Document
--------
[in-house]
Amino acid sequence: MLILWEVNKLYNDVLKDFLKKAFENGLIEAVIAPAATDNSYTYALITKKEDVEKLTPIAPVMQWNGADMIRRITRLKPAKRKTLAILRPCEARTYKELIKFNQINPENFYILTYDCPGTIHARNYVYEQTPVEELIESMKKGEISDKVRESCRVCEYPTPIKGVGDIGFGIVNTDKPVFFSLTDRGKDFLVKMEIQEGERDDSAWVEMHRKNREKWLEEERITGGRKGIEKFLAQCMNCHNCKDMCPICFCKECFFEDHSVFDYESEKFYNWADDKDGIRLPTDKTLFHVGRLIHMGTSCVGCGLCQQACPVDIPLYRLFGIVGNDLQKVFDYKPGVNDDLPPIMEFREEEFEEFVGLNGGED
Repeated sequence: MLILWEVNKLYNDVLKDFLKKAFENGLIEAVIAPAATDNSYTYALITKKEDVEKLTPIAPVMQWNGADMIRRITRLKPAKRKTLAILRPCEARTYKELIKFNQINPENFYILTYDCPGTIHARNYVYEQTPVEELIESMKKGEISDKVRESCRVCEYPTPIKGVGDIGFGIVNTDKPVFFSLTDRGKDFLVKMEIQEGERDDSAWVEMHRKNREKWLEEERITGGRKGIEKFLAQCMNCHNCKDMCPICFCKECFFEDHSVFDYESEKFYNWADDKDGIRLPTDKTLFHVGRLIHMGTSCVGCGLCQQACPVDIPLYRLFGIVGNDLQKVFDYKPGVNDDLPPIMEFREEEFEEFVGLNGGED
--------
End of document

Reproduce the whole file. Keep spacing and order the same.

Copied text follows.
[in-house]
Amino acid sequence: MLILWEVNKLYNDVLKDFLKKAFENGLIEAVIAPAATDNSYTYALITKKEDVEKLTPIAPVMQWNGADMIRRITRLKPAKRKTLAILRPCEARTYKELIKFNQINPENFYILTYDCPGTIHARNYVYEQTPVEELIESMKKGEISDKVRESCRVCEYPTPIKGVGDIGFGIVNTDKPVFFSLTDRGKDFLVKMEIQEGERDDSAWVEMHRKNREKWLEEERITGGRKGIEKFLAQCMNCHNCKDMCPICFCKECFFEDHSVFDYESEKFYNWADDKDGIRLPTDKTLFHVGRLIHMGTSCVGCGLCQQACPVDIPLYRLFGIVGNDLQKVFDYKPGVNDDLPPIMEFREEEFEEFVGLNGGED
Repeated sequence: MLILWEVNKLYNDVLKDFLKKAFENGLIEAVIAPAATDNSYTYALITKKEDVEKLTPIAPVMQWNGADMIRRITRLKPAKRKTLAILRPCEARTYKELIKFNQINPENFYILTYDCPGTIHARNYVYEQTPVEELIESMKKGEISDKVRESCRVCEYPTPIKGVGDIGFGIVNTDKPVFFSLTDRGKDFLVKMEIQEGERDDSAWVEMHRKNREKWLEEERITGGRKGIEKFLAQCMNCHNCKDMCPICFCKECFFEDHSVFDYESEKFYNWADDKDGIRLPTDKTLFHVGRLIHMGTSCVGCGLCQQACPVDIPLYRLFGIVGNDLQKVFDYKPGVNDDLPPIMEFREEEFEEFVGLNGGED